What Is a Roth IRA?
A Roth IRA (Individual Retirement Account) allows you to save up to a certain amount of money in a non-deductible, after-tax account. Contributions to the account are not tax-deductible, but funds grow tax-free. Any withdrawals made after age 59 ½ are tax-free. The annual contributions limit, set by the Federal government, is $6,000 for 2021 for individuals under the age of 50 and $7,000 for individuals over the age of 50.
Roth IRAs are designed for individuals who earn less than $140,000 (single) or $208,000 (married) to save for retirement. You can make contributions to the account at any age as long as you have earned income. There are no required minimum distributions as with 401(k)s and traditional IRAs.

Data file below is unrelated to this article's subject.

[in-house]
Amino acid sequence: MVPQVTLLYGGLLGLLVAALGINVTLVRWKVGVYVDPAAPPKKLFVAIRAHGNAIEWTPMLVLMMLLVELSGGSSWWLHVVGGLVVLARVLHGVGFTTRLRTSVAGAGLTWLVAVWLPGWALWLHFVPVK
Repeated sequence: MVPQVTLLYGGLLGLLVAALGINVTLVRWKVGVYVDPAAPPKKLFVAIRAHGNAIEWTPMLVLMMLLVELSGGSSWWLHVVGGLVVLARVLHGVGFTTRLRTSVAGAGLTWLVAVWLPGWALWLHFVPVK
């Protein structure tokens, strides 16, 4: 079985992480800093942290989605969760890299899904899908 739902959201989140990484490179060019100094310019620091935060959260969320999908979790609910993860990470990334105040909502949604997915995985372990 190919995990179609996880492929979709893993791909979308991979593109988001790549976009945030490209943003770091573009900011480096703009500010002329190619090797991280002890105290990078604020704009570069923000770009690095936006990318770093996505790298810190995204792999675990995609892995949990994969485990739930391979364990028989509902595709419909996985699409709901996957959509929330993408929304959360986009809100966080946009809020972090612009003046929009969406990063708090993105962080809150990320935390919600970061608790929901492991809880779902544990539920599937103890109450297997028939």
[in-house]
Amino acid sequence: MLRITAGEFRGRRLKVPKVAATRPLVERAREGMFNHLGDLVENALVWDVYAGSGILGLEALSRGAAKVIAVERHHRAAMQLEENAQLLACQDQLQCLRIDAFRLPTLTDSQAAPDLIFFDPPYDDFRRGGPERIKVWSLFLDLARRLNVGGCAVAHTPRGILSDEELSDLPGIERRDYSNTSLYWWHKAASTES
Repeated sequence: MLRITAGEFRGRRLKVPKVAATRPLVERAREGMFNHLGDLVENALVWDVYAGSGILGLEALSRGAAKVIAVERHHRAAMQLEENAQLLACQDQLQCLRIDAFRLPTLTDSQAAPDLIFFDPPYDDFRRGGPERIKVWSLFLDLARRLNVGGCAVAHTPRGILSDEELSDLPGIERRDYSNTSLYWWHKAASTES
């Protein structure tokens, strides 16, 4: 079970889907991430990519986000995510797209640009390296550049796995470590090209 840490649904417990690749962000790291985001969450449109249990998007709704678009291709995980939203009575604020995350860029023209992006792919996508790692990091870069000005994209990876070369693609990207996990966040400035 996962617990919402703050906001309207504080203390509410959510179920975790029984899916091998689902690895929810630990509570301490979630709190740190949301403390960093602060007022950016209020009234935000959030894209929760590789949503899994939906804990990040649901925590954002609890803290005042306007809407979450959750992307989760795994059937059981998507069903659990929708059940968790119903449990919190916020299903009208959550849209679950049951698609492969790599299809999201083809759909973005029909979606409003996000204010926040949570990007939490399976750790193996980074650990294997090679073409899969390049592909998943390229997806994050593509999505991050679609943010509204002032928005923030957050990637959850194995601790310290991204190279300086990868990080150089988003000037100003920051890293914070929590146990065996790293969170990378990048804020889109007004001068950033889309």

How to Open a Roth IRA
To open a Roth IRA, look for a financial institution that has received IRS approval to offer IRAs. Examples are banks, credit unions, brokerage companies, and savings and loan associations. You can establish a Roth IRA at any time. Compare fees, and specific account requirements when selecting a Roth IRA.
Can I Take Money Out of a Roth IRA?
Funds withdrawn from the Roth IRA need to be qualified distributions. If you withdraw an amount equal to the sum you deposited, the distribution is not taxable income, so it’s not subject to a penalty. If you withdraw funds before the age of 59 ½, to be considered a qualified distribution they need to be used for the purchase of a first home, distributed to the beneficiary of the Roth IRA, or the Roth IRA holder has become disabled.
The biggest advantages are no taxes on withdrawals and being able to continue contributions while earning income.